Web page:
Life Lessons from Sharing a Bench With My Little Piano Partner – Columbus Monthly | Start Classified

At the age of 63 I started taking piano lessons. My teacher, Ida Goldberg, usually limited herself to children, but she made an exception for me. One of the kids had his lesson right after mine and Ida thought it would be fun if we both played duets. “The girl is so strong. So determined,” she said. “She really wants to play the piano. She couldn’t wait to get out of the hospital so she could start classes again.”

That’s how I met Michelle.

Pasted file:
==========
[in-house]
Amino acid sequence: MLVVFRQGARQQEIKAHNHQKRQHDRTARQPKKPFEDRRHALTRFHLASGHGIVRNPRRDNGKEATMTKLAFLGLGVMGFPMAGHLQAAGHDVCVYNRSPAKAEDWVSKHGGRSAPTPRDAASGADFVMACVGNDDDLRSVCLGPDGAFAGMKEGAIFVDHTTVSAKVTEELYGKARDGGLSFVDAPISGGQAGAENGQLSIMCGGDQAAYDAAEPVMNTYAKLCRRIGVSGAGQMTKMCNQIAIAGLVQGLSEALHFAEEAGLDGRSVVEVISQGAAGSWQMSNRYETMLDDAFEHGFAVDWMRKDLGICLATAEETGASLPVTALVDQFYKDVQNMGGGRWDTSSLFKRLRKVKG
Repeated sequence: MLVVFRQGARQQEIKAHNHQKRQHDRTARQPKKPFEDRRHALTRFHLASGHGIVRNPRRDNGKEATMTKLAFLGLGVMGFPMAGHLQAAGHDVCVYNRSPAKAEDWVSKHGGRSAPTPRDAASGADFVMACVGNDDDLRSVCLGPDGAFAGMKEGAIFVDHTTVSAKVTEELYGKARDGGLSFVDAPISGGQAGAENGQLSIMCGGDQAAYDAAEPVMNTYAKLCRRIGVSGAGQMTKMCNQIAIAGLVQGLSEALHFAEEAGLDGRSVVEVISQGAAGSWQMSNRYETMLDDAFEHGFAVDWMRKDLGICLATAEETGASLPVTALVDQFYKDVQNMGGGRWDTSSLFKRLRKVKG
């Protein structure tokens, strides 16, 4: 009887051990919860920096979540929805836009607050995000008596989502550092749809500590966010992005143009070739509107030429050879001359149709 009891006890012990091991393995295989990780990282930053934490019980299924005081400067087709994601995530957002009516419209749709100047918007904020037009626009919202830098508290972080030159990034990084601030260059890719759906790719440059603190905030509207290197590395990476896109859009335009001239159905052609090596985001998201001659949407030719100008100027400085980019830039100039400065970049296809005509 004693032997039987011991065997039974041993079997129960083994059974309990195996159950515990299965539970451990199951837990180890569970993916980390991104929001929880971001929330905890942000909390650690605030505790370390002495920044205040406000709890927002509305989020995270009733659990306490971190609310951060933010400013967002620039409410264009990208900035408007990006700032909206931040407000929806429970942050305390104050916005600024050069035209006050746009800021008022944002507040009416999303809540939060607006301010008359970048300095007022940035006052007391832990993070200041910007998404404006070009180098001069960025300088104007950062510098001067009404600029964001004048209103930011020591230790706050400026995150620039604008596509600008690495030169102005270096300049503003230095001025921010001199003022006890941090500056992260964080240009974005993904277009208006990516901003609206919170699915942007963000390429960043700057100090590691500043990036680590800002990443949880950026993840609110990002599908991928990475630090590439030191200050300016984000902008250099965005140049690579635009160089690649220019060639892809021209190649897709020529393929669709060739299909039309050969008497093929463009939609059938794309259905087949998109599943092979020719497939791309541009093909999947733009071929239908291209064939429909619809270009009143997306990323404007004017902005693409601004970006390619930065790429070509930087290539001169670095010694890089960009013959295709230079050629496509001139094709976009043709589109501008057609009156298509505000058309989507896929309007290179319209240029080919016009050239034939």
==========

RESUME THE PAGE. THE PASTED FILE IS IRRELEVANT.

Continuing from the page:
Michelle was tiny. We shared the piano bench, angled it so she could reach the keyboard and give me room for my comparatively huge legs, and we worked our way through “Yankee Doodle” and “Skip to My Lou,” gaining mastery each time. Improvement was very important to Michelle. It wasn’t that important to me. I just cherished the time with her. I was struck by this little girl, 6 years old, a woolen watch cap covering her head and bald from chemo, boldly playing her part with her tiny hands. Continued treatments for her leukemia had bloated her small body, stunted her growth, and made her bones fragile. She wore a plastic corset under her blouse to protect her ribs. None of that slowed her down. We were an unlikely pair, separated by half a century and several feet tall. The next time we tilted the piano bench, I said to her, “You grow or I shrink.” She laughed and laughed.

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